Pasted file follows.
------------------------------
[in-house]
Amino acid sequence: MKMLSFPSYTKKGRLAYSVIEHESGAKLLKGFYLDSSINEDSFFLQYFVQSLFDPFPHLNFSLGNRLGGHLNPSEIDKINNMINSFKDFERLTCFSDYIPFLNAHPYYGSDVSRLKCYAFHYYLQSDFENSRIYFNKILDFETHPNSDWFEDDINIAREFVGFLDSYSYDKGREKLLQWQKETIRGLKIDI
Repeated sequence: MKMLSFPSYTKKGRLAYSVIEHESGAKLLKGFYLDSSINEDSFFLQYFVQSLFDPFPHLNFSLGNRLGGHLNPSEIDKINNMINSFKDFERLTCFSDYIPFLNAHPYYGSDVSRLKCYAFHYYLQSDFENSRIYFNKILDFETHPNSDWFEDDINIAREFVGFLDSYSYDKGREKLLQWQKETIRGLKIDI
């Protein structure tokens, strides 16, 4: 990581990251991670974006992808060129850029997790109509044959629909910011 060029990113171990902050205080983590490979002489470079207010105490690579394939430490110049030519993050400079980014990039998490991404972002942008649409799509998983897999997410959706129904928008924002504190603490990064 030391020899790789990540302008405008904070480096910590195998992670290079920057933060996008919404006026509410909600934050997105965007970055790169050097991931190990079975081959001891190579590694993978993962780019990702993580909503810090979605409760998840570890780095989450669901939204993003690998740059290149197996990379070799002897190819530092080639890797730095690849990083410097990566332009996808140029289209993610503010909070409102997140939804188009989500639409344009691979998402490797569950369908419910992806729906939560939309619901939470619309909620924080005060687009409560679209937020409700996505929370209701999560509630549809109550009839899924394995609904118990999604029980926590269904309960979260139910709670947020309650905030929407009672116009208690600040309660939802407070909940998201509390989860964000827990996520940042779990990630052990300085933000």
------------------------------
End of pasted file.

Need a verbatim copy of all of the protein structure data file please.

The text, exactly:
[in-house]
Amino acid sequence: MKMLSFPSYTKKGRLAYSVIEHESGAKLLKGFYLDSSINEDSFFLQYFVQSLFDPFPHLNFSLGNRLGGHLNPSEIDKINNMINSFKDFERLTCFSDYIPFLNAHPYYGSDVSRLKCYAFHYYLQSDFENSRIYFNKILDFETHPNSDWFEDDINIAREFVGFLDSYSYDKGREKLLQWQKETIRGLKIDI
Repeated sequence: MKMLSFPSYTKKGRLAYSVIEHESGAKLLKGFYLDSSINEDSFFLQYFVQSLFDPFPHLNFSLGNRLGGHLNPSEIDKINNMINSFKDFERLTCFSDYIPFLNAHPYYGSDVSRLKCYAFHYYLQSDFENSRIYFNKILDFETHPNSDWFEDDINIAREFVGFLDSYSYDKGREKLLQWQKETIRGLKIDI
């Protein structure tokens, strides 16, 4: 990581990251991670974006992808060129850029997790109509044959629909910011 060029990113171990902050205080983590490979002489470079207010105490690579394939430490110049030519993050400079980014990039998490991404972002942008649409799509998983897999997410959706129904928008924002504190603490990064 030391020899790789990540302008405008904070480096910590195998992670290079920057933060996008919404006026509410909600934050997105965007970055790169050097991931190990079975081959001891190579590694993978993962780019990702993580909503810090979605409760998840570890780095989450669901939204993003690998740059290149197996990379070799002897190819530092080639890797730095690849990083410097990566332009996808140029289209993610503010909070409102997140939804188009989500639409344009691979998402490797569950369908419910992806729906939560939309619901939470619309909620924080005060687009409560679209937020409700996505929370209701999560509630549809109550009839899924394995609904118990999604029980926590269904309960979260139910709670947020309650905030929407009672116009208690600040309660939802407070909940998201509390989860964000827990996520940042779990990630052990300085933000």